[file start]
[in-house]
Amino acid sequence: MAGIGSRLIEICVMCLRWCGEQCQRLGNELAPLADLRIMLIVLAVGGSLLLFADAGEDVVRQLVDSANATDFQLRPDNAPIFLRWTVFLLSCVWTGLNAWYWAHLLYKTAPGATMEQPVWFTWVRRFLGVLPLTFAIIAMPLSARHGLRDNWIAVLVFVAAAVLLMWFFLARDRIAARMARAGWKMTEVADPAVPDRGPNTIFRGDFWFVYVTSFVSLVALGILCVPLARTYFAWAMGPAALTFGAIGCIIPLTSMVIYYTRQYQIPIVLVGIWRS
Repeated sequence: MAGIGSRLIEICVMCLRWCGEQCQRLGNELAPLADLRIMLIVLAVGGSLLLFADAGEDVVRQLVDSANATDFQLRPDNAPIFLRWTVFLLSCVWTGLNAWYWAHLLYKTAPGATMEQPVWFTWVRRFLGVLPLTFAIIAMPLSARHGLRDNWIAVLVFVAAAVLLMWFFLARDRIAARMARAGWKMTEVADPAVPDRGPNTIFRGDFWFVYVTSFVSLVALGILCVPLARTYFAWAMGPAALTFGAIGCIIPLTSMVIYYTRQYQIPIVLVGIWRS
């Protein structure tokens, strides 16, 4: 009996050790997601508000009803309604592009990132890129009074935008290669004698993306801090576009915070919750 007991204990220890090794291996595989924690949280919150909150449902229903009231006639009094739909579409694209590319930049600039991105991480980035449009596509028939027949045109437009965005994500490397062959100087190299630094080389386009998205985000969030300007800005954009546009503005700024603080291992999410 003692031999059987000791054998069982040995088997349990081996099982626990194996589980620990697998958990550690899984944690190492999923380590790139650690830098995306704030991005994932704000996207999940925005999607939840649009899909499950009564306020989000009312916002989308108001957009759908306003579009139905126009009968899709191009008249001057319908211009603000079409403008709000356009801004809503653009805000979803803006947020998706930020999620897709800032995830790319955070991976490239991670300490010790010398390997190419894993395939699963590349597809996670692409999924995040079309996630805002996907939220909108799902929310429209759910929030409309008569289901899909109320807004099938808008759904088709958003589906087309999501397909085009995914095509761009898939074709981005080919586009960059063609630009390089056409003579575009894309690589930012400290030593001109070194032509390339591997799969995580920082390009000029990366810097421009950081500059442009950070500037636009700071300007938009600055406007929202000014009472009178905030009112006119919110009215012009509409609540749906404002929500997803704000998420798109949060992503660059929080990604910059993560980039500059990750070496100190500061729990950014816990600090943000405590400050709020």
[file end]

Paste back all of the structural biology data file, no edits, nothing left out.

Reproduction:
[in-house]
Amino acid sequence: MAGIGSRLIEICVMCLRWCGEQCQRLGNELAPLADLRIMLIVLAVGGSLLLFADAGEDVVRQLVDSANATDFQLRPDNAPIFLRWTVFLLSCVWTGLNAWYWAHLLYKTAPGATMEQPVWFTWVRRFLGVLPLTFAIIAMPLSARHGLRDNWIAVLVFVAAAVLLMWFFLARDRIAARMARAGWKMTEVADPAVPDRGPNTIFRGDFWFVYVTSFVSLVALGILCVPLARTYFAWAMGPAALTFGAIGCIIPLTSMVIYYTRQYQIPIVLVGIWRS
Repeated sequence: MAGIGSRLIEICVMCLRWCGEQCQRLGNELAPLADLRIMLIVLAVGGSLLLFADAGEDVVRQLVDSANATDFQLRPDNAPIFLRWTVFLLSCVWTGLNAWYWAHLLYKTAPGATMEQPVWFTWVRRFLGVLPLTFAIIAMPLSARHGLRDNWIAVLVFVAAAVLLMWFFLARDRIAARMARAGWKMTEVADPAVPDRGPNTIFRGDFWFVYVTSFVSLVALGILCVPLARTYFAWAMGPAALTFGAIGCIIPLTSMVIYYTRQYQIPIVLVGIWRS
């Protein structure tokens, strides 16, 4: 009996050790997601508000009803309604592009990132890129009074935008290669004698993306801090576009915070919750 007991204990220890090794291996595989924690949280919150909150449902229903009231006639009094739909579409694209590319930049600039991105991480980035449009596509028939027949045109437009965005994500490397062959100087190299630094080389386009998205985000969030300007800005954009546009503005700024603080291992999410 003692031999059987000791054998069982040995088997349990081996099982626990194996589980620990697998958990550690899984944690190492999923380590790139650690830098995306704030991005994932704000996207999940925005999607939840649009899909499950009564306020989000009312916002989308108001957009759908306003579009139905126009009968899709191009008249001057319908211009603000079409403008709000356009801004809503653009805000979803803006947020998706930020999620897709800032995830790319955070991976490239991670300490010790010398390997190419894993395939699963590349597809996670692409999924995040079309996630805002996907939220909108799902929310429209759910929030409309008569289901899909109320807004099938808008759904088709958003589906087309999501397909085009995914095509761009898939074709981005080919586009960059063609630009390089056409003579575009894309690589930012400290030593001109070194032509390339591997799969995580920082390009000029990366810097421009950081500059442009950070500037636009700071300007938009600055406007929202000014009472009178905030009112006119919110009215012009509409609540749906404002929500997803704000998420798109949060992503660059929080990604910059993560980039500059990750070496100190500061729990950014816990600090943000405590400050709020």